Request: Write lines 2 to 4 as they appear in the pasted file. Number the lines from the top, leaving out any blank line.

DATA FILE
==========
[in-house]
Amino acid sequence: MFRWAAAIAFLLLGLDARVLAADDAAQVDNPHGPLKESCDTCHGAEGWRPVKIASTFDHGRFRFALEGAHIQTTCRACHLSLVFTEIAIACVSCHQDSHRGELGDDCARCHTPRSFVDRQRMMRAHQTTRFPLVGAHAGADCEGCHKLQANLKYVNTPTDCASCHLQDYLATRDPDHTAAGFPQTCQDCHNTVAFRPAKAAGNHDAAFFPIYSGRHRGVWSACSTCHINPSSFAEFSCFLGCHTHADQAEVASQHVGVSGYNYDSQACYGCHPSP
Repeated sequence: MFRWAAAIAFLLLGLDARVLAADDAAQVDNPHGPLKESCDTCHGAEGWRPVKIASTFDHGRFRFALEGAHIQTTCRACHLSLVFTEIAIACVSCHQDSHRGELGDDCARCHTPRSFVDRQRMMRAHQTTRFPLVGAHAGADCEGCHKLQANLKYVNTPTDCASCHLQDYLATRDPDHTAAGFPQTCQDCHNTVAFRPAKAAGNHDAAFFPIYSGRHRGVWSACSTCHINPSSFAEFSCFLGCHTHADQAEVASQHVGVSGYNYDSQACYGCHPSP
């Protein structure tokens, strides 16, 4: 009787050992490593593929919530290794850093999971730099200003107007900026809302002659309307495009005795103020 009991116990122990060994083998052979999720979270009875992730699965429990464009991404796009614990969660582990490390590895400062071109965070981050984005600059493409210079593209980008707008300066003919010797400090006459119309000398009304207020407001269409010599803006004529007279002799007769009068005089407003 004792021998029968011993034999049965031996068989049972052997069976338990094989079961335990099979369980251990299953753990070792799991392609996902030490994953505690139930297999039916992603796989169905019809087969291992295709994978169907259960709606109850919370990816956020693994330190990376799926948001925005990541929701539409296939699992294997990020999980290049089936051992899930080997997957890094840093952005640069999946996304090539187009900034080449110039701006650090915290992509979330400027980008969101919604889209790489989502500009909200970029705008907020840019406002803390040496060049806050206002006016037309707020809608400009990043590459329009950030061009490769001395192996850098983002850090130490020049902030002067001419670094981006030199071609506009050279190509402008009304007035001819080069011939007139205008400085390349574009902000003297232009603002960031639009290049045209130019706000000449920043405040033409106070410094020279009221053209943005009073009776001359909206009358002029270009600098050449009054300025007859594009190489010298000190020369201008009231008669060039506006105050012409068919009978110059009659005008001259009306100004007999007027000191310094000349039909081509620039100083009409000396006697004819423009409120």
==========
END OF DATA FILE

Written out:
Amino acid sequence: MFRWAAAIAFLLLGLDARVLAADDAAQVDNPHGPLKESCDTCHGAEGWRPVKIASTFDHGRFRFALEGAHIQTTCRACHLSLVFTEIAIACVSCHQDSHRGELGDDCARCHTPRSFVDRQRMMRAHQTTRFPLVGAHAGADCEGCHKLQANLKYVNTPTDCASCHLQDYLATRDPDHTAAGFPQTCQDCHNTVAFRPAKAAGNHDAAFFPIYSGRHRGVWSACSTCHINPSSFAEFSCFLGCHTHADQAEVASQHVGVSGYNYDSQACYGCHPSP
Repeated sequence: MFRWAAAIAFLLLGLDARVLAADDAAQVDNPHGPLKESCDTCHGAEGWRPVKIASTFDHGRFRFALEGAHIQTTCRACHLSLVFTEIAIACVSCHQDSHRGELGDDCARCHTPRSFVDRQRMMRAHQTTRFPLVGAHAGADCEGCHKLQANLKYVNTPTDCASCHLQDYLATRDPDHTAAGFPQTCQDCHNTVAFRPAKAAGNHDAAFFPIYSGRHRGVWSACSTCHINPSSFAEFSCFLGCHTHADQAEVASQHVGVSGYNYDSQACYGCHPSP
């Protein structure tokens, strides 16, 4: 009787050992490593593929919530290794850093999971730099200003107007900026809302002659309307495009005795103020 009991116990122990060994083998052979999720979270009875992730699965429990464009991404796009614990969660582990490390590895400062071109965070981050984005600059493409210079593209980008707008300066003919010797400090006459119309000398009304207020407001269409010599803006004529007279002799007769009068005089407003 004792021998029968011993034999049965031996068989049972052997069976338990094989079961335990099979369980251990299953753990070792799991392609996902030490994953505690139930297999039916992603796989169905019809087969291992295709994978169907259960709606109850919370990816956020693994330190990376799926948001925005990541929701539409296939699992294997990020999980290049089936051992899930080997997957890094840093952005640069999946996304090539187009900034080449110039701006650090915290992509979330400027980008969101919604889209790489989502500009909200970029705008907020840019406002803390040496060049806050206002006016037309707020809608400009990043590459329009950030061009490769001395192996850098983002850090130490020049902030002067001419670094981006030199071609506009050279190509402008009304007035001819080069011939007139205008400085390349574009902000003297232009603002960031639009290049045209130019706000000449920043405040033409106070410094020279009221053209943005009073009776001359909206009358002029270009600098050449009054300025007859594009190489010298000190020369201008009231008669060039506006105050012409068919009978110059009659005008001259009306100004007999007027000191310094000349039909081509620039100083009409000396006697004819423009409120």